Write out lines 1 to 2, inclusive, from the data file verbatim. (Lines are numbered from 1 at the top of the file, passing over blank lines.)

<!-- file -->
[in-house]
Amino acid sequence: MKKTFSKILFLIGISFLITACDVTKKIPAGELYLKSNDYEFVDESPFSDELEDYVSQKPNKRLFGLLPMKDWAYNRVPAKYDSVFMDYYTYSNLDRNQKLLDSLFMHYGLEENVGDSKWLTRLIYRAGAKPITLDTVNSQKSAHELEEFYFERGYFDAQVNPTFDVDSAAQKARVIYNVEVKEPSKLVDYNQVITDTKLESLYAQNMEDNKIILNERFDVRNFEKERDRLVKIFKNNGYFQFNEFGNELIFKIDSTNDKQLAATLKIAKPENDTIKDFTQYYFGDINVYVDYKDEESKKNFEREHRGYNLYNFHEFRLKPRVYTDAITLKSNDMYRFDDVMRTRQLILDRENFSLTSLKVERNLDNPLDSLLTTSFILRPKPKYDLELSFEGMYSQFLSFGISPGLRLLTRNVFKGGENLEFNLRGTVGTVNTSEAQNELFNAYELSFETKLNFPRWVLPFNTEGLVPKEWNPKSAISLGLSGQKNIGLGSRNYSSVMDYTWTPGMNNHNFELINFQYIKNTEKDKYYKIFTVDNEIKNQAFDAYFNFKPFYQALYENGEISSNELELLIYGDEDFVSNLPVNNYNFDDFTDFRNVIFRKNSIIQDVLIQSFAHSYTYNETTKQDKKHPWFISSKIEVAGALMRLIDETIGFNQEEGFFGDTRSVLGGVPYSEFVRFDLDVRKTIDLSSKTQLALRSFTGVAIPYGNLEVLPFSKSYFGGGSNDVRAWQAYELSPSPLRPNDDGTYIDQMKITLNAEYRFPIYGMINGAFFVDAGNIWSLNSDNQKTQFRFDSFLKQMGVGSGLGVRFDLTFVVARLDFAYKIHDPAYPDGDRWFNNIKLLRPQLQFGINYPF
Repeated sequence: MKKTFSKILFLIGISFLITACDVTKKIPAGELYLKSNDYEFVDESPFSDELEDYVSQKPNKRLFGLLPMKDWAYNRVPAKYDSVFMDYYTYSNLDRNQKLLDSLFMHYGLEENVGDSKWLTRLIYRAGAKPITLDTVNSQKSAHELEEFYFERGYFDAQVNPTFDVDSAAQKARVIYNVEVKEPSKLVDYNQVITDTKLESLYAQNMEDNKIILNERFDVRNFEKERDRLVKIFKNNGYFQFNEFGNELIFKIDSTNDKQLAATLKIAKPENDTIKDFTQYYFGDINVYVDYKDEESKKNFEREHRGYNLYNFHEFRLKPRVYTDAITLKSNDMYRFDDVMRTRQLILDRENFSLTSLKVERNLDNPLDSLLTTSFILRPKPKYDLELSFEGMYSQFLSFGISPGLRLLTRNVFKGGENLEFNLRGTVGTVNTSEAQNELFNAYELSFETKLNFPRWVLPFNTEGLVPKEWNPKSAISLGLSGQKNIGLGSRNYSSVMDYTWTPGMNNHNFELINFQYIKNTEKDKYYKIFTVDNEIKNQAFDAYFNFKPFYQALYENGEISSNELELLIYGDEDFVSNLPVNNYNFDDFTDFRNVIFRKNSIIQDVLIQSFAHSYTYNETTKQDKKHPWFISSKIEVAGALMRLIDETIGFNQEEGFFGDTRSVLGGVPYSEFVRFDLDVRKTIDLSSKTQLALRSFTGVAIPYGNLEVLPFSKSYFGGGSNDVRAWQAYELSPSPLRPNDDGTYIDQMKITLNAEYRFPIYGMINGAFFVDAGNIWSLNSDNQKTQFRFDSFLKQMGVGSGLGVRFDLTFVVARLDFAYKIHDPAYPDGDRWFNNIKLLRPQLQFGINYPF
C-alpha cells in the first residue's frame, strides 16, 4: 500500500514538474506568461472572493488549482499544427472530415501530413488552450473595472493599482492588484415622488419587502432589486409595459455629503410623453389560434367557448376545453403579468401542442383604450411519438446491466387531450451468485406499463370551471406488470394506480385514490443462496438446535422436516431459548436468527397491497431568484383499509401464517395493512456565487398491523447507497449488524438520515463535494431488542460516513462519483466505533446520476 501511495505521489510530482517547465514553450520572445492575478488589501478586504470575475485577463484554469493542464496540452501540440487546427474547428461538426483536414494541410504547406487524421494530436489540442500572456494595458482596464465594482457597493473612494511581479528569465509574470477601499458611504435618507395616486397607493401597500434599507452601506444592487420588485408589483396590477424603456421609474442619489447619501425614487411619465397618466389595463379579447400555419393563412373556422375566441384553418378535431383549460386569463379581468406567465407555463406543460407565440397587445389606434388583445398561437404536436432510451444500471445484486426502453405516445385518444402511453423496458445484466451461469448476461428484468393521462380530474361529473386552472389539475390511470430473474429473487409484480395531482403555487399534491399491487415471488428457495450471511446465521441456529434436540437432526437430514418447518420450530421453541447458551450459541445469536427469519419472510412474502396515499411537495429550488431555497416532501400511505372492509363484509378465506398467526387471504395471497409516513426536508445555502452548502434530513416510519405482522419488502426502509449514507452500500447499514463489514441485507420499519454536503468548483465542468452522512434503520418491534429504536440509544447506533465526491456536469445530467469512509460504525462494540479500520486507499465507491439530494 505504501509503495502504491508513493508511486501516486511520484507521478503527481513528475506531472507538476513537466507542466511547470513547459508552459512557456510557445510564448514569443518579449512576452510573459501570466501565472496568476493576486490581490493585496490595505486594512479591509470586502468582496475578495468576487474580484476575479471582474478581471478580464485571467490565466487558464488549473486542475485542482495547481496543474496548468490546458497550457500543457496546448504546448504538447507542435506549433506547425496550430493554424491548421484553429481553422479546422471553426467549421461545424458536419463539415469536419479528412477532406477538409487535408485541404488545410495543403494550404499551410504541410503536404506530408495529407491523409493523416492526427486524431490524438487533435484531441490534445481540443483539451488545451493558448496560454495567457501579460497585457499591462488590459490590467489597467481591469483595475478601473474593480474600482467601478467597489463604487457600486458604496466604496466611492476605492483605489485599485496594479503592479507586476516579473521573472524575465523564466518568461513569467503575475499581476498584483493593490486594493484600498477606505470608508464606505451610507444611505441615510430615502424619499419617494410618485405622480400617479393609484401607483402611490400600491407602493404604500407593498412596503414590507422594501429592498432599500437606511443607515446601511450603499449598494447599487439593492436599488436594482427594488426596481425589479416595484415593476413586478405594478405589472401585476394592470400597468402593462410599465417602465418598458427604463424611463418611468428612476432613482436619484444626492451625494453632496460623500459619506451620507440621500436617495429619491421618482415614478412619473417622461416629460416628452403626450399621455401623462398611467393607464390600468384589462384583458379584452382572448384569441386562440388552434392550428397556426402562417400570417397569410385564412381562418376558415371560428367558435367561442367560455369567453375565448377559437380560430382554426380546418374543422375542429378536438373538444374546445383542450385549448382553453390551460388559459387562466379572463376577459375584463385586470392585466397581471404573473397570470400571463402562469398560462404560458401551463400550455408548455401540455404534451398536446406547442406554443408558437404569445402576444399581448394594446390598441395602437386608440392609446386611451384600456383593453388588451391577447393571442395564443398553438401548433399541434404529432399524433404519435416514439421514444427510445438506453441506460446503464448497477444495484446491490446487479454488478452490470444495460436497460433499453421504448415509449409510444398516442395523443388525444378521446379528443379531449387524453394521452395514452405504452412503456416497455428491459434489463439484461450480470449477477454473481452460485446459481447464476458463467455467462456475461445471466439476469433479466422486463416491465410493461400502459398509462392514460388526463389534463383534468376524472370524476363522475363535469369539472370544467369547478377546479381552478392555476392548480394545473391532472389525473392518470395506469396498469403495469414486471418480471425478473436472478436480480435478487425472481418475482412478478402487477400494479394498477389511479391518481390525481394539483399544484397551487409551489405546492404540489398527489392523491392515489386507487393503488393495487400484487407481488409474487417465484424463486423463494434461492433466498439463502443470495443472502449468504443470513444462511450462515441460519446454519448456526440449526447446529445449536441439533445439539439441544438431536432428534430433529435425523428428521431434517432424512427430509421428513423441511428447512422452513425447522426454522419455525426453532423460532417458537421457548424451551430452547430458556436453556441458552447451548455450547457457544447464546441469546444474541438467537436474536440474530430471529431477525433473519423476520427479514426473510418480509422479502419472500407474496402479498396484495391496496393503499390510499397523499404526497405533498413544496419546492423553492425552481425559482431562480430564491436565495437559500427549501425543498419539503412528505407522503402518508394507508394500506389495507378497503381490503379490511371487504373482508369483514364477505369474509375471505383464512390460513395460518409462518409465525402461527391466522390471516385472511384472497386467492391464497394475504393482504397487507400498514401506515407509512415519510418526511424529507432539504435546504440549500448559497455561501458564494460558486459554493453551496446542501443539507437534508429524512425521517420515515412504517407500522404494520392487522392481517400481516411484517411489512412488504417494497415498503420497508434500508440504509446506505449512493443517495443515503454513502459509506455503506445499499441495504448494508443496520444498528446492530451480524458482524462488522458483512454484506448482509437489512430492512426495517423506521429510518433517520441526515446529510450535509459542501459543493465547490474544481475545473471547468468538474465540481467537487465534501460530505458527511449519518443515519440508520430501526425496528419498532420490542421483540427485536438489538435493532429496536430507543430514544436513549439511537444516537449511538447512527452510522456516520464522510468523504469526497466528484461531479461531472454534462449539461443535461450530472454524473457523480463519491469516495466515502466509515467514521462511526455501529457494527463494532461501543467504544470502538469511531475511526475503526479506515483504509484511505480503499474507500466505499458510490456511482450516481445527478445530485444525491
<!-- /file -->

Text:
[in-house]
Amino acid sequence: MKKTFSKILFLIGISFLITACDVTKKIPAGELYLKSNDYEFVDESPFSDELEDYVSQKPNKRLFGLLPMKDWAYNRVPAKYDSVFMDYYTYSNLDRNQKLLDSLFMHYGLEENVGDSKWLTRLIYRAGAKPITLDTVNSQKSAHELEEFYFERGYFDAQVNPTFDVDSAAQKARVIYNVEVKEPSKLVDYNQVITDTKLESLYAQNMEDNKIILNERFDVRNFEKERDRLVKIFKNNGYFQFNEFGNELIFKIDSTNDKQLAATLKIAKPENDTIKDFTQYYFGDINVYVDYKDEESKKNFEREHRGYNLYNFHEFRLKPRVYTDAITLKSNDMYRFDDVMRTRQLILDRENFSLTSLKVERNLDNPLDSLLTTSFILRPKPKYDLELSFEGMYSQFLSFGISPGLRLLTRNVFKGGENLEFNLRGTVGTVNTSEAQNELFNAYELSFETKLNFPRWVLPFNTEGLVPKEWNPKSAISLGLSGQKNIGLGSRNYSSVMDYTWTPGMNNHNFELINFQYIKNTEKDKYYKIFTVDNEIKNQAFDAYFNFKPFYQALYENGEISSNELELLIYGDEDFVSNLPVNNYNFDDFTDFRNVIFRKNSIIQDVLIQSFAHSYTYNETTKQDKKHPWFISSKIEVAGALMRLIDETIGFNQEEGFFGDTRSVLGGVPYSEFVRFDLDVRKTIDLSSKTQLALRSFTGVAIPYGNLEVLPFSKSYFGGGSNDVRAWQAYELSPSPLRPNDDGTYIDQMKITLNAEYRFPIYGMINGAFFVDAGNIWSLNSDNQKTQFRFDSFLKQMGVGSGLGVRFDLTFVVARLDFAYKIHDPAYPDGDRWFNNIKLLRPQLQFGINYPF